I used a survey to test how participants’ beliefs about the fairness of the economic system affects their preferences for inequality-reducing policies. I then tested whether increasing the saliency of inequality by prompting participants to engage in learning tasks has a long-term effect on preferences. One major problem with designing a survey experiment is that public opinion is easily swayed by inflammatory rhetoric or trigger words. It was important that, in testing preferences, I used very carefully selected language to ensure that the results were not skewed by emotionally-charged reactions to words like “welfare” or “socialism.” Creating the survey required intensive research into public opinion data and a pilot study using different variations of words.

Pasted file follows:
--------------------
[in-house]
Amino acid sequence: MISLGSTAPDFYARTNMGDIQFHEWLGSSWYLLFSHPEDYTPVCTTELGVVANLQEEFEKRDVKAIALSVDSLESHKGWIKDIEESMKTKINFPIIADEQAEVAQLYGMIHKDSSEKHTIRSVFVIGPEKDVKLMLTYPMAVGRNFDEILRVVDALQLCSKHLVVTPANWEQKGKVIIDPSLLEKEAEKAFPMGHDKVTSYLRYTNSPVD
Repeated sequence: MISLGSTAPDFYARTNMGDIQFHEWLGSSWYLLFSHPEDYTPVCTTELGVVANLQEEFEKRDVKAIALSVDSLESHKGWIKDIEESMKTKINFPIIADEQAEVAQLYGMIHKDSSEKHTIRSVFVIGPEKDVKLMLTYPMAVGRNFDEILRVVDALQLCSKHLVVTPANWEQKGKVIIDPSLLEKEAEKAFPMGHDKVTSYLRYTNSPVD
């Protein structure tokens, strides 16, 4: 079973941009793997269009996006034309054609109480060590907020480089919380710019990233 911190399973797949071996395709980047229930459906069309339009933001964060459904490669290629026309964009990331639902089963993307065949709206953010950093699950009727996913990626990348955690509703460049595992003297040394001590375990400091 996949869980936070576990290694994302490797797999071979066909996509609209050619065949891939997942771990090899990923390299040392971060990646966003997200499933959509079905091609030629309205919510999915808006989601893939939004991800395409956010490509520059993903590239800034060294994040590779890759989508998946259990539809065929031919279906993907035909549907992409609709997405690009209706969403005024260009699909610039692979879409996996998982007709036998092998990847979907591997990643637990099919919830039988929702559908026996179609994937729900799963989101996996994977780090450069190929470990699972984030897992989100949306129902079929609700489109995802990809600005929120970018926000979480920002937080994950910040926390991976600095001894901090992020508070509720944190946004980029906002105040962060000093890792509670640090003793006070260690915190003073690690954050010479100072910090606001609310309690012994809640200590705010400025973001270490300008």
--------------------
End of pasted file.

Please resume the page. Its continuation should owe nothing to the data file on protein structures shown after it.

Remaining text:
I found that participants who held meritocratic beliefs were slightly more supportive of programs intended to reduce inequality, but that the effect of learning tasks was only significant in the short-term. This finding was particularly interesting in a time when economic inequality has become a highly visible issue; it indicates that increasing the saliency of the issue may not follow citizens into the polling booths.
by Emma Sifre
Individualized Major: The Interdisciplinary Study of Economic Inequality
“What is at stake is nothing less than the survival and well-being of a generation of innocents.” – Antonio Guterres, United Nations High Commissioner for Refugees
Throughout my final year at the University of Connecticut, I have dedicated my Honors senior thesis to researching the latest crisis in the Middle East. The political and economic ramifications of oppressive regimes and the emergence of extremist non-state actors are important, but it’s the dire position of the Syrian people that is the focal point of my thesis.